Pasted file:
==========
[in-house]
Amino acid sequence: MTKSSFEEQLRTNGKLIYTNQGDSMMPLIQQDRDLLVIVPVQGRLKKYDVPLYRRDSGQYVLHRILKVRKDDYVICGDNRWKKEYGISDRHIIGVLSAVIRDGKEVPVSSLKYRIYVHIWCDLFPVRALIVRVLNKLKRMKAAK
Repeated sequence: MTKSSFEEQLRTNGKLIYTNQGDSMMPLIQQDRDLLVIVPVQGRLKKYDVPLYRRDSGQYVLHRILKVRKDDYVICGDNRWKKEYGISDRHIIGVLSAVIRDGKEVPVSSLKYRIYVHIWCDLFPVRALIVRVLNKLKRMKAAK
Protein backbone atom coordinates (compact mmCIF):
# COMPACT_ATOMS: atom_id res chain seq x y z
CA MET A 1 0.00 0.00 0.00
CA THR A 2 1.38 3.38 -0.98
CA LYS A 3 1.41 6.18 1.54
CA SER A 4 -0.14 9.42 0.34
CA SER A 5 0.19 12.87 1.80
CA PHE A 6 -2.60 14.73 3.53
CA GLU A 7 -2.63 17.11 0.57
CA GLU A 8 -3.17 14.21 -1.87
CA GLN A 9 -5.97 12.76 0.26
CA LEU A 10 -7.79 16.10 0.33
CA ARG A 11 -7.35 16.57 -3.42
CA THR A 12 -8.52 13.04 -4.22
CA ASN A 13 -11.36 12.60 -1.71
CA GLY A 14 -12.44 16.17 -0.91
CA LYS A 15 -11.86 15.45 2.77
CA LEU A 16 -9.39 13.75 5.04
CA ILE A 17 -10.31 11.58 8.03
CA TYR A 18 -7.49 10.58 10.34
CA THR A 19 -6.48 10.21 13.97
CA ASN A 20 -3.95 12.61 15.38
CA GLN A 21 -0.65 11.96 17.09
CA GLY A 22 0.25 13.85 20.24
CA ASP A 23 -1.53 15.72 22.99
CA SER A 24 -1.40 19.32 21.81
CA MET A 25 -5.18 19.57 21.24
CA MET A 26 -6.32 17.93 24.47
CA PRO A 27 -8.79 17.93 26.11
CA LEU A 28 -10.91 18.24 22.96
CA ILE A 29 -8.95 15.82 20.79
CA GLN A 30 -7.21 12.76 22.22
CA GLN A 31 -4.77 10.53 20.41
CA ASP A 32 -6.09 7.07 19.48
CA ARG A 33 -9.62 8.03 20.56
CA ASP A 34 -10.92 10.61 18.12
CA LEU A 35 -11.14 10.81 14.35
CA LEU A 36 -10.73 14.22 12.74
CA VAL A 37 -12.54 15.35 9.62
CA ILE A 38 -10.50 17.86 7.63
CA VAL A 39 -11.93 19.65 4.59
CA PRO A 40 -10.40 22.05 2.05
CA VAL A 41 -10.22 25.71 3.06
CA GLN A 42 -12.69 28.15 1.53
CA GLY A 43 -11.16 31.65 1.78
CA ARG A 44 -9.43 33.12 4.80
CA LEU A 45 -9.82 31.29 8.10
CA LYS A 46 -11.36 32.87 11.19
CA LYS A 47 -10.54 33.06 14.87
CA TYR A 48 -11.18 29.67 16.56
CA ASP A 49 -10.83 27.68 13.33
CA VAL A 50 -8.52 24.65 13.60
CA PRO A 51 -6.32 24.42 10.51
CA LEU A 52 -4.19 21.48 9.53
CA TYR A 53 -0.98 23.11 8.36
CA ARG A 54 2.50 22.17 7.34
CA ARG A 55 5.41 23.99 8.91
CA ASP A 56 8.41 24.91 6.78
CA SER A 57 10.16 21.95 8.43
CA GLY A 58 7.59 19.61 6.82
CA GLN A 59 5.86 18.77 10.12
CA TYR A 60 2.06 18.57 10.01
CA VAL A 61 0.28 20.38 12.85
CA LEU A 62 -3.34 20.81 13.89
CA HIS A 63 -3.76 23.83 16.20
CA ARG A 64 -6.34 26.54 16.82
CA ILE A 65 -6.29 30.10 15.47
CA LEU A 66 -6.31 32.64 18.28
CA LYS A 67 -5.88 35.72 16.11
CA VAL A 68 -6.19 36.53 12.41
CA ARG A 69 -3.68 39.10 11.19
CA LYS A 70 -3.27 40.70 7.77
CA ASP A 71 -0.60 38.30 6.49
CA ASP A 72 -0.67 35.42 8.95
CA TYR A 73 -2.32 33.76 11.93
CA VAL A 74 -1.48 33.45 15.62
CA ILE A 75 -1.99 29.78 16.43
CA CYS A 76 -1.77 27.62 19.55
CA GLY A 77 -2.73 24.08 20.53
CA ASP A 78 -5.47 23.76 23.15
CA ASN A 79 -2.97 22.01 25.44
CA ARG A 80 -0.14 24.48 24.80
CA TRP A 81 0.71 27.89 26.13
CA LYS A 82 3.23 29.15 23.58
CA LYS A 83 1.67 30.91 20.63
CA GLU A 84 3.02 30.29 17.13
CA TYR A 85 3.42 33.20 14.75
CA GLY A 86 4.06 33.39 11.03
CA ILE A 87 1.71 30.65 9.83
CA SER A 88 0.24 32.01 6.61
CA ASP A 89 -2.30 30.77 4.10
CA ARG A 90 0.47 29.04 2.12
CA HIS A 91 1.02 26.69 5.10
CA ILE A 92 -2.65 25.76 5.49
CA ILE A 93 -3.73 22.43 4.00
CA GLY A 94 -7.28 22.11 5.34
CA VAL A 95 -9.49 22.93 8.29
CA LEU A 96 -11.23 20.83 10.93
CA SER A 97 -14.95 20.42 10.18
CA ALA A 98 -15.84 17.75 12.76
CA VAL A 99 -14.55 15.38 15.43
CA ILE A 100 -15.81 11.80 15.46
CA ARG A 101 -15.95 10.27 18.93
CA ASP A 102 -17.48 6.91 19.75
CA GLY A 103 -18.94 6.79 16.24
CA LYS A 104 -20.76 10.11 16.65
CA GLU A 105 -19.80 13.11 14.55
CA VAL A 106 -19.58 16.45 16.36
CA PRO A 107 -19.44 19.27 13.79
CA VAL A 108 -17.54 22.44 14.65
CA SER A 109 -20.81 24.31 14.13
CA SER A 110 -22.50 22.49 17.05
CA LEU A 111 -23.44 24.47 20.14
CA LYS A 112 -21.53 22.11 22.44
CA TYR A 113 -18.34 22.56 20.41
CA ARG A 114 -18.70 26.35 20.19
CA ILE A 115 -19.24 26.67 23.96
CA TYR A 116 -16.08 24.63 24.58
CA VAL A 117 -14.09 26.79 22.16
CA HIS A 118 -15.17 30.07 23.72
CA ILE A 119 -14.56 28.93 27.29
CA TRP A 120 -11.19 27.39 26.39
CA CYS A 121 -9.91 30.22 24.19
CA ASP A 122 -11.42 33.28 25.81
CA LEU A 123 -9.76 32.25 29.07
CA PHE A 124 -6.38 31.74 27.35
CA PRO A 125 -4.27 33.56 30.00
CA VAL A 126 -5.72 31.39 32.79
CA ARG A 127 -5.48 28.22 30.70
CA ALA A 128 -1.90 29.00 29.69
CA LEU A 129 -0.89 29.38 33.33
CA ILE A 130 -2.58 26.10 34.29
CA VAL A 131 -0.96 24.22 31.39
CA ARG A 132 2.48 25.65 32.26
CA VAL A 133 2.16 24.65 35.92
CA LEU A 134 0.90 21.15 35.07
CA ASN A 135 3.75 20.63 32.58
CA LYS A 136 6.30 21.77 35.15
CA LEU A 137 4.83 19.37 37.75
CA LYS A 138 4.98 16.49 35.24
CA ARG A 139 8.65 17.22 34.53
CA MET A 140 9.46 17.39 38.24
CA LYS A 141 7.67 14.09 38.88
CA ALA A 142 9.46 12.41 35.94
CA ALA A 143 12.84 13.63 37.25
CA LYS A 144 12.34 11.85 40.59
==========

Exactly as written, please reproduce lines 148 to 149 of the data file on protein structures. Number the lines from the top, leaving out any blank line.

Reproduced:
CA ALA A 143 12.84 13.63 37.25
CA LYS A 144 12.34 11.85 40.59